A standout piece in the last Venice Biennale
, Steve McQueen’s powerful double-sided video installation Ashes (2014) is being show in the US for the first time at the ICA Boston next month (15 February-9 July 2017). The museum acquired the work in early 2016 as a gift from the collectors Tristin and Martin Mannion.
Ashes is a diptych of two projections on a single screen. One side shows a young fisherman from Grenada named Ashes happily sitting on a bobbing fishing boat in the Caribbean. Shot by the Dutch cinematographer Robby Müller on grainy Super 8 film, the idyllic 20-minute scene is unused footage from McQueen’s 2002 film Carib’s Leap. The other side, produced in high-definition video, shows images of dirt and plants that are eventually revealed to be a graveyard. When McQueen returned to Grenada to track down the work’s subject, he learned that Ashes had died from multiple gunshot wounds after finding a stash of drugs on the beach. The story told by Ashes’ friends about his murder serves as the shared soundtrack for both films.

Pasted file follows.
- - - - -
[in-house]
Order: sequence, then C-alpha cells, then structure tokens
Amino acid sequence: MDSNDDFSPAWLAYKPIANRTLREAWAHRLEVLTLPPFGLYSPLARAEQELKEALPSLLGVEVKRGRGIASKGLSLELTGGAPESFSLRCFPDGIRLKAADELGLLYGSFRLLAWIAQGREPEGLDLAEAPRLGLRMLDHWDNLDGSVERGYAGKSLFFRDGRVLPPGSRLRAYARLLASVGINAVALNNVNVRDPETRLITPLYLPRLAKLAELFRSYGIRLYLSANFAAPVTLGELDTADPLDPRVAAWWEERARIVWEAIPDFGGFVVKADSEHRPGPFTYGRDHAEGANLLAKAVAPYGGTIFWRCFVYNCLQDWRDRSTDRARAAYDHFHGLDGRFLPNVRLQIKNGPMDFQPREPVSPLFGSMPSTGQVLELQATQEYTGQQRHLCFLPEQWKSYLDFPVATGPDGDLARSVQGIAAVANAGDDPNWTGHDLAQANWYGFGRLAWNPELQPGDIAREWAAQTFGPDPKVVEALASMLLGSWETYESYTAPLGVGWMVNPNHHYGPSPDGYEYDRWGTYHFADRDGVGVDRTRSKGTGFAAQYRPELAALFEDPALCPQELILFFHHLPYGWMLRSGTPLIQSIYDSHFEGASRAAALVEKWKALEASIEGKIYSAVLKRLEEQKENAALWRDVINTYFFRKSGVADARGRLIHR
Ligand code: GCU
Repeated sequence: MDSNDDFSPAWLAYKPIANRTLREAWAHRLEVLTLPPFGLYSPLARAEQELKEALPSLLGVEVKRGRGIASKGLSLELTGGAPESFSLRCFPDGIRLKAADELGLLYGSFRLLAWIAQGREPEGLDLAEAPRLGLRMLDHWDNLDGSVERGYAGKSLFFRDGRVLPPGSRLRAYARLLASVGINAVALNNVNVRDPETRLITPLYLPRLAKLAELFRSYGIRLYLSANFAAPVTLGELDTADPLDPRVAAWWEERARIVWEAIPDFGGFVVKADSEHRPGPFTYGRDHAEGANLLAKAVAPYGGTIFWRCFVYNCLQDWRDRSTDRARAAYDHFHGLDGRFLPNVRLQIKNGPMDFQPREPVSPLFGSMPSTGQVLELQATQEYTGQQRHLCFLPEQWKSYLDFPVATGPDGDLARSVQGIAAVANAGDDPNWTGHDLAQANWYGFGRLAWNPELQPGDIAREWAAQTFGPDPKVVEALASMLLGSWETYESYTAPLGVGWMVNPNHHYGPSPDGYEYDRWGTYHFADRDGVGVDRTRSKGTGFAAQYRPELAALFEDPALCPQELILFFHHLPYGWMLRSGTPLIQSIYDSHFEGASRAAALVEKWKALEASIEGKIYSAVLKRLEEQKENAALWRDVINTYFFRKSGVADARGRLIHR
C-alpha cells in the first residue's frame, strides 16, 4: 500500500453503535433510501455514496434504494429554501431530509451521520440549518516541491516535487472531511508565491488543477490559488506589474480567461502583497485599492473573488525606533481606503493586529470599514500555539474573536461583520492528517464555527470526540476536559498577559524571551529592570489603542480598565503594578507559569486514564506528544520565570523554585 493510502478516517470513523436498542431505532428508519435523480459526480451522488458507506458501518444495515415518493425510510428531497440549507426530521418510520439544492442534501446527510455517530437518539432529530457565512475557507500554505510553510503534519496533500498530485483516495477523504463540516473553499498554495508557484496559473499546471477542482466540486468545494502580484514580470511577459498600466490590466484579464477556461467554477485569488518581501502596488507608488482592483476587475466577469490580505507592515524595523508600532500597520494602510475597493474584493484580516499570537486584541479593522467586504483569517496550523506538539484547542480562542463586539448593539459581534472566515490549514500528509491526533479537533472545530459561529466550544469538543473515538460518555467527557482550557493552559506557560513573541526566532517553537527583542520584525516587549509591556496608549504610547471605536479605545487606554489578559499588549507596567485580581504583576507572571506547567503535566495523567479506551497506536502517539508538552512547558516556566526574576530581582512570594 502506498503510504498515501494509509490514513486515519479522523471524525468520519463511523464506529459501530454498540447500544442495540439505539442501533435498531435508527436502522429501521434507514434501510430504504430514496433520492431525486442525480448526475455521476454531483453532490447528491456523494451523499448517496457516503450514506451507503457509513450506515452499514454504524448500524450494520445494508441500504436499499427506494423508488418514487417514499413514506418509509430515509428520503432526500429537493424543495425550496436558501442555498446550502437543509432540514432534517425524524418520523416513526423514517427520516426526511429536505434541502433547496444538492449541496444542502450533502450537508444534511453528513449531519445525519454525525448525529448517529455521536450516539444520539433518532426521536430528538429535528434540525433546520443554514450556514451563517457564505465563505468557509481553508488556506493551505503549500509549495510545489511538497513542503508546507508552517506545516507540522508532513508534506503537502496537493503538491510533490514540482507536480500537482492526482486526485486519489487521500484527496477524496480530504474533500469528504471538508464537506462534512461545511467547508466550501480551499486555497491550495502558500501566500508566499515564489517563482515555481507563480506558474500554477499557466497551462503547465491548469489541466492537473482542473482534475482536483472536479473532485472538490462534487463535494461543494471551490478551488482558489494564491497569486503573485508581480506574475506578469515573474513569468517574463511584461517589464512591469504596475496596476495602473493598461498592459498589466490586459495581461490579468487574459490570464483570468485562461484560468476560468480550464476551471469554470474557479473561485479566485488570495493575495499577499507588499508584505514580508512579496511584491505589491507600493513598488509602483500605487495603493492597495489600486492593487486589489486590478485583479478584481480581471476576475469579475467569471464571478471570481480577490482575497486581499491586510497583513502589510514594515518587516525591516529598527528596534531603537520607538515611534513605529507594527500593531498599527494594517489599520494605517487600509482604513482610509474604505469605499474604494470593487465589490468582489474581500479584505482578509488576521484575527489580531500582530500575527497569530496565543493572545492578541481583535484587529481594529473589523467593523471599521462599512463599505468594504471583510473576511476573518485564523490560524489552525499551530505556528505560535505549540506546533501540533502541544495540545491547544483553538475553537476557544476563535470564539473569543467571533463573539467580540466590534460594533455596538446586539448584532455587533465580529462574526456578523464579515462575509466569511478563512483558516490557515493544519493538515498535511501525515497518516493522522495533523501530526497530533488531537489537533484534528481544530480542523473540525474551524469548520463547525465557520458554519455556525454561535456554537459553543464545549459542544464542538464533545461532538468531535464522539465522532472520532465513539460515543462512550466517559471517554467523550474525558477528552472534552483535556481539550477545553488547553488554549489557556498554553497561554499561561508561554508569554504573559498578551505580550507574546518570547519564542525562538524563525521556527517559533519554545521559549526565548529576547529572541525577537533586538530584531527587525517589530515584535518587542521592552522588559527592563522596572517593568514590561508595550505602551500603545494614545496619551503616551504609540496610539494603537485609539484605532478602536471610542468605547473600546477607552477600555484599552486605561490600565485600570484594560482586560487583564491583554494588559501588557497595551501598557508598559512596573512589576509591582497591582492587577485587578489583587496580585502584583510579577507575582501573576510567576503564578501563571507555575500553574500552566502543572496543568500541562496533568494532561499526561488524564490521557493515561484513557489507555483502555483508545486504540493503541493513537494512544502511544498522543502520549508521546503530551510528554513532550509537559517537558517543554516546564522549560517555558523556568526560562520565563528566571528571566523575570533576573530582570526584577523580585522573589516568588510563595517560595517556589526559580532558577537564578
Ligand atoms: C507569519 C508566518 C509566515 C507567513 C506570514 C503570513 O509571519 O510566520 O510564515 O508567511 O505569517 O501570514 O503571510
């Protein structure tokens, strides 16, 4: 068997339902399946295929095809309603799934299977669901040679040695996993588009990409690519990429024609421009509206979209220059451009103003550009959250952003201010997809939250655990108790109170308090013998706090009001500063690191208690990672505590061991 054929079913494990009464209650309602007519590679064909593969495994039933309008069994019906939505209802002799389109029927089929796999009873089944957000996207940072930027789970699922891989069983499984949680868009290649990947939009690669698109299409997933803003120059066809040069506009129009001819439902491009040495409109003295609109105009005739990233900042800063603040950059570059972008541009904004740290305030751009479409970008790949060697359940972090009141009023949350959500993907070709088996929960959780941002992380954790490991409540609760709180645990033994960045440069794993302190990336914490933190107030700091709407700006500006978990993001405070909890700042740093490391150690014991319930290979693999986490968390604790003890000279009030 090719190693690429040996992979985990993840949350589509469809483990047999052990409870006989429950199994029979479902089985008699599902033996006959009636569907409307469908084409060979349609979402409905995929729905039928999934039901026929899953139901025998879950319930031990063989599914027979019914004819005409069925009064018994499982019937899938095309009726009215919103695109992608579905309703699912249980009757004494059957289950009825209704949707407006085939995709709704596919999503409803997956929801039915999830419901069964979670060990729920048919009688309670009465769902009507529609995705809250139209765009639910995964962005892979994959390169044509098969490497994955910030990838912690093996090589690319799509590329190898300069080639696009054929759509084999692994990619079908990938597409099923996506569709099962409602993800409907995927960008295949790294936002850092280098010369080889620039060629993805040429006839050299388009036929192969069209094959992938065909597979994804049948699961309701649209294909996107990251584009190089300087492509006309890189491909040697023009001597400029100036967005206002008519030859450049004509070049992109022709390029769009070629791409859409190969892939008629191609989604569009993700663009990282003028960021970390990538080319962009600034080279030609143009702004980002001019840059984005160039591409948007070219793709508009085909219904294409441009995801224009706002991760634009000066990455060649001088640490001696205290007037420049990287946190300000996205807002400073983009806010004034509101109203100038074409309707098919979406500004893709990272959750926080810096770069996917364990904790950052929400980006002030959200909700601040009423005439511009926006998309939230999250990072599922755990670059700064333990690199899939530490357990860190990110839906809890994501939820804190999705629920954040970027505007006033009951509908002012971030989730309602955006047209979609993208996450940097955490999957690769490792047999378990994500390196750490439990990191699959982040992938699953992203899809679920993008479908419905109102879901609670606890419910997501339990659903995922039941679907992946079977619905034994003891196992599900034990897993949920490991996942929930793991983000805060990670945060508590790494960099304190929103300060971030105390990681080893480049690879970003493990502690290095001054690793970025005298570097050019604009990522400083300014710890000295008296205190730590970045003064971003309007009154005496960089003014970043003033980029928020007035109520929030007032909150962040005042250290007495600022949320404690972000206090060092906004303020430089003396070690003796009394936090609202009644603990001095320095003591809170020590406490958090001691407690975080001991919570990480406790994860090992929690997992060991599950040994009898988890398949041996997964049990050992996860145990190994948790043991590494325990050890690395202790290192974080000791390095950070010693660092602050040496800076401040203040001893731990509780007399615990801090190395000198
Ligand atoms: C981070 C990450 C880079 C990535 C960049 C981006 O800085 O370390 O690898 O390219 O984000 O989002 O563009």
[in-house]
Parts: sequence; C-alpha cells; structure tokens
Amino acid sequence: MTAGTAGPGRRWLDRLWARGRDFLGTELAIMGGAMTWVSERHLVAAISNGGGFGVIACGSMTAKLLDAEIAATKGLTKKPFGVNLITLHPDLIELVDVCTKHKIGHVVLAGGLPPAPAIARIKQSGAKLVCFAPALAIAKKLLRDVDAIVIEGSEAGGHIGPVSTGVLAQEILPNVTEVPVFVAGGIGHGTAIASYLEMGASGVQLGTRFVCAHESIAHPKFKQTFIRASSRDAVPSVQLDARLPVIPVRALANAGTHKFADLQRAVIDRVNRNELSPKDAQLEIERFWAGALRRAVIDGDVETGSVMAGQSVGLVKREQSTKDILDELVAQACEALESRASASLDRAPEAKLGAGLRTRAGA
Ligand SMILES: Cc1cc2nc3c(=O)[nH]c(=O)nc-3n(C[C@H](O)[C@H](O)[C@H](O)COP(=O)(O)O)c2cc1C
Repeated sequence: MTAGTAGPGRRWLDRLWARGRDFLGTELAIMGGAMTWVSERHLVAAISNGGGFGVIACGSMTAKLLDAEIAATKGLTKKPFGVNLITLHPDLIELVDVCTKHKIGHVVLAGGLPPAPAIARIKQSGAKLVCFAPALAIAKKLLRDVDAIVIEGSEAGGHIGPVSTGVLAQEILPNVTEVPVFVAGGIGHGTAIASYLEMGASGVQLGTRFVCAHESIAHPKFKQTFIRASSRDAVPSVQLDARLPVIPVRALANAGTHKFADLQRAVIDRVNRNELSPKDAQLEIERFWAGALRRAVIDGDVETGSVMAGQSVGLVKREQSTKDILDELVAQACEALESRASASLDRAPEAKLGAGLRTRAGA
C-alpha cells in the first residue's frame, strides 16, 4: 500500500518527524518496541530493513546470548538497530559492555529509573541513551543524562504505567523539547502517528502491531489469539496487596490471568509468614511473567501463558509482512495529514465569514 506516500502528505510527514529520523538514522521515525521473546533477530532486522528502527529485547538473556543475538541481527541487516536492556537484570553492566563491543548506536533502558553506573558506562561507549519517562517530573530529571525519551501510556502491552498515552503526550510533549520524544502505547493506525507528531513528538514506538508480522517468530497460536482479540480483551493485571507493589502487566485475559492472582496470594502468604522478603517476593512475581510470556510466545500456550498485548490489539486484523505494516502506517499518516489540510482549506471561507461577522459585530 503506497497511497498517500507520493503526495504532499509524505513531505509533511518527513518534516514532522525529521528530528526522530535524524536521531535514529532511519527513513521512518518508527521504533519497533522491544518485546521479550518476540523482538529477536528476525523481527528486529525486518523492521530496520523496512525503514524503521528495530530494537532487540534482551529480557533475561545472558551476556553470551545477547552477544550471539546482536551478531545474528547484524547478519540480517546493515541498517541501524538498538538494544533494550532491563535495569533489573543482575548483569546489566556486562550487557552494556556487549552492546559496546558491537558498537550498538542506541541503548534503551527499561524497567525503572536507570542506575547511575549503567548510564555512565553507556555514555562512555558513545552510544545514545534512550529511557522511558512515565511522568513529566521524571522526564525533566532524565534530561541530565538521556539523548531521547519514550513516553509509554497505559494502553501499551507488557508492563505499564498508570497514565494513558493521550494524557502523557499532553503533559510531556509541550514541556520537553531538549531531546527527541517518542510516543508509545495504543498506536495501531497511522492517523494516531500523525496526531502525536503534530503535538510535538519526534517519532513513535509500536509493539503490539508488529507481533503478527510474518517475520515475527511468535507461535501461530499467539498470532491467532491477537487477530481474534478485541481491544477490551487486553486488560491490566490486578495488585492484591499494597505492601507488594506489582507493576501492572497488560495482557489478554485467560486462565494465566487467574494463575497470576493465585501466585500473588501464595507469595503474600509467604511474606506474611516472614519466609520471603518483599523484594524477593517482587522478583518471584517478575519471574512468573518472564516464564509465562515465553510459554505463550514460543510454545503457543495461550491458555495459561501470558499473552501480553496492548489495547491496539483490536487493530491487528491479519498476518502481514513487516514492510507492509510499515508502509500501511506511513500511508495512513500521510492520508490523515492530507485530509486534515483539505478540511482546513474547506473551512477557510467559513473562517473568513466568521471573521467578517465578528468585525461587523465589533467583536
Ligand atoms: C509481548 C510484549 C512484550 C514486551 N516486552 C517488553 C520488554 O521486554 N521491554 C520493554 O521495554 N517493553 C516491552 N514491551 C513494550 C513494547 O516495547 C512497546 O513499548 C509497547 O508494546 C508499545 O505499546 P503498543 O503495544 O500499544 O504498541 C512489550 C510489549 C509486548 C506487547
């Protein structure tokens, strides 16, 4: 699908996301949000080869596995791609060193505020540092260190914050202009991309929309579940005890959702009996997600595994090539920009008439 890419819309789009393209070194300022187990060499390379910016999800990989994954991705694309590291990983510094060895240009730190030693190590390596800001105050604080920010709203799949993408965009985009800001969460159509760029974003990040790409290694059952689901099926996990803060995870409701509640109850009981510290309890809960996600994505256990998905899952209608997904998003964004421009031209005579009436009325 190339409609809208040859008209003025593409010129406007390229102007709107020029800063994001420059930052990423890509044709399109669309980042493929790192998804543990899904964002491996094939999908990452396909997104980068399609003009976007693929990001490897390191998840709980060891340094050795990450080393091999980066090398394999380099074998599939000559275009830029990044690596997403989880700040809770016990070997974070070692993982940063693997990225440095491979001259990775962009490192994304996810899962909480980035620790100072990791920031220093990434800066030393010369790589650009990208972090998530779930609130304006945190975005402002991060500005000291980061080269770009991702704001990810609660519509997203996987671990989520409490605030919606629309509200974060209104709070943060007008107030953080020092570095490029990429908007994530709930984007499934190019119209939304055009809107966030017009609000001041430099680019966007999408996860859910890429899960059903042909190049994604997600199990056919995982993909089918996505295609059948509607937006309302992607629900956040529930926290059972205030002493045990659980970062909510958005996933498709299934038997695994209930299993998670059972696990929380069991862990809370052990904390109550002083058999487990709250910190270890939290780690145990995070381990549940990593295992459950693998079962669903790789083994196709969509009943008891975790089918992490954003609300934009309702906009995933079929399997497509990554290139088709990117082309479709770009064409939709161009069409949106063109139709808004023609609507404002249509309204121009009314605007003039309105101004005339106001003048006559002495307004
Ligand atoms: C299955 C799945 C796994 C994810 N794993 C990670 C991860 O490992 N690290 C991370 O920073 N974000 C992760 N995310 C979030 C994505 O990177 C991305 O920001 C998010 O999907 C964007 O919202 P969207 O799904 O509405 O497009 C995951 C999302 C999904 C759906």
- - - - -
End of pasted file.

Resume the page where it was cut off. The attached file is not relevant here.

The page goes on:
The work is “very much a portrait of Ashes and a meditation—both impressionistic and narrative—of his life and death”, says Dan Byers, the Mannion Family senior curator who co-organised the exhibition. “It expands on McQueen’s interest in the ways that bodies can be confined and defined by history, labour and the legacies of colonialism and globalism, and conjures a vivid, sensitive portrait and place against the darker forces of society and fate.”